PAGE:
The Big Jump: Our new program for bike-friendly U.S. cities is open
June 29, 2016
Michael Andersen, local innovation staff writer
Got application questions? Check out the FAQ.
Five years ago, PeopleForBikes launched the Green Lane Project to create a "gifted and talented program for cities."
Our goal was to import a simple, powerful idea for making cities better — the protected bike lane — into the United States. Our strategy was to find cities that already wanted to build protected bike lanes and help them do so better and faster, so they could serve as examples to everyone else.
What do you know? It worked.
Now we're moving to the next step in making U.S. cities and towns smarter: the network.
Everyone agrees that connected, high-comfort bikeway networks can make bicycling an ordinary part of life for many more people. But U.S. cities have a very difficult time connecting them. There always seems to be a block or two where auto parking would need to be relocated, or where an expensive stoplight or retaining wall would need to be installed. When obstacles like these arise, push comes to shove — and bike transportation often gets shoved aside.
The result is that networks go unbuilt, business districts remain auto-dependent, cities keep choking on their own traffic and healthy physical activity keeps falling.
A focus on neighborhoods and networks
Photo: Daniel Oines.
Escaping this trap will require an innovative leap — a collective realization by U.S. cities that smart, rapid changes to create connected high-comfort bike networks of protected bike lanes, off-street paths and bike-friendly side streets can rapidly change the way that neighborhoods or districts work. Just as the cities that pioneered protected bike lanes are now seen as national leaders in street design — New York, Portland, D.C., Chicago — the cities and towns that bridge the gaps between bikeways to create working networks will lead the next generation of change.
The Big Jump Project is here to help your city or town be one of those national leaders.
You can read about the application process here.
Unlike the Green Lane Project, its predecessor, the Big Jump Project will focus on smaller geographic areas: a single neighborhood or district in each city.
This summer and fall, communities will apply. We'll choose 10 of them: Some big cities, some suburbs and some small towns. County governments working in unincorporated communities are welcome too.
Then we'll work with those cities to select a focus area, about the size of a ZIP code and including perhaps 30,000 residents, where a series of quick investments in a bike network could double or triple bicycling by 2020.
Then we'll use leadership development, supported study tours, targeted grants, peer exchanges and newly developed measurement tools to help build those networks and prove that they work.
What participating cities will get
Staffers in the 10 cities and towns selected for the Big Jump Project will get access to the country's best wisdom on bikeway planning and design, trips to national conferences and a national community of peers working together to solve shared problems.
"I described it as therapy, grad school and summer camp all wrapped up in one delicious pastry," said Seleta Reynolds, who led San Francisco's successful application to the Green Lane Project in 2011 while serving as livable streets manager there, three years before being recruited to lead the Los Angeles Department of Transportation.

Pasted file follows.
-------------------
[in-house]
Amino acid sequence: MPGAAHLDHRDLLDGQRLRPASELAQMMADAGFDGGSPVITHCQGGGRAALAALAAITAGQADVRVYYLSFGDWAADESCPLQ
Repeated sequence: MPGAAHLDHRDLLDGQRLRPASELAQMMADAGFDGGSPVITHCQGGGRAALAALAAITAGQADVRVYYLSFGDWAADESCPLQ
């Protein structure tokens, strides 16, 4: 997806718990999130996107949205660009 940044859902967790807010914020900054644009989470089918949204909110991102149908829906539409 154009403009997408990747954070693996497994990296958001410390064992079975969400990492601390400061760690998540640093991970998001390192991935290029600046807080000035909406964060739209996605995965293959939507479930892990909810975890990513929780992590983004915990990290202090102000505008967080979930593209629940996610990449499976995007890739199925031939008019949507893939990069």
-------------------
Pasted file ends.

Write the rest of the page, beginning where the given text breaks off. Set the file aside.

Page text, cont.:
For politicians, the Big Jump Project will help you tell the story of how biking improvements can pay off by creating more prosperous business districts, healthier and more equitable transportation and recreation, and an appealing brand that sells what's best about your city.
"Over the last year I've become a bike rider and gotten my entire family involved in riding," said Vop Osili, a city-county councilor in Indianapolis who joined a Green Lane Project study tour to the Netherlands in 2015. "Just recently I authorized funding for a new bike network in an area that is close to downtown that I might not have seen the vision for prior to the trip."
For local foundation and community leaders, the Big Jump Project is a rare chance to build alliances and bonds with city leaders and fellow advocates from different disciplines.
"It pushed me to the edges of what I thought were my limits," said Roshun Austin, president/CEO of Memphis community development corporation The Works, after a 2015 study tour. "It’s got my brain working on how marginalized populations could benefit from my advocacy. I’ve never been more proud of myself for doing something I never considered."
Free webinars in July and August; letters of intent to apply due Aug. 18
Applications for the Big Jump Project opened June 28. Letters of intent (which are encouraged but optional) are due Aug. 18. The full application is due Oct. 28, and selected cities will be notified in January 2017.
There are also a pair of webinars in July and August.
You can learn more and apply here.
Modern cities and towns have many challenges, but there's never been a more interesting time to work to solve them. We hope your community will apply to join the Big Jump and help move local innovation forward.
The Green Lane Project helps U.S. cities build better bike lanes to create low-stress streets. You can follow us on LinkedIn, Twitter or Facebook or sign up for our weekly news digest about protected bike lanes. Story tip? Write email@example.com.
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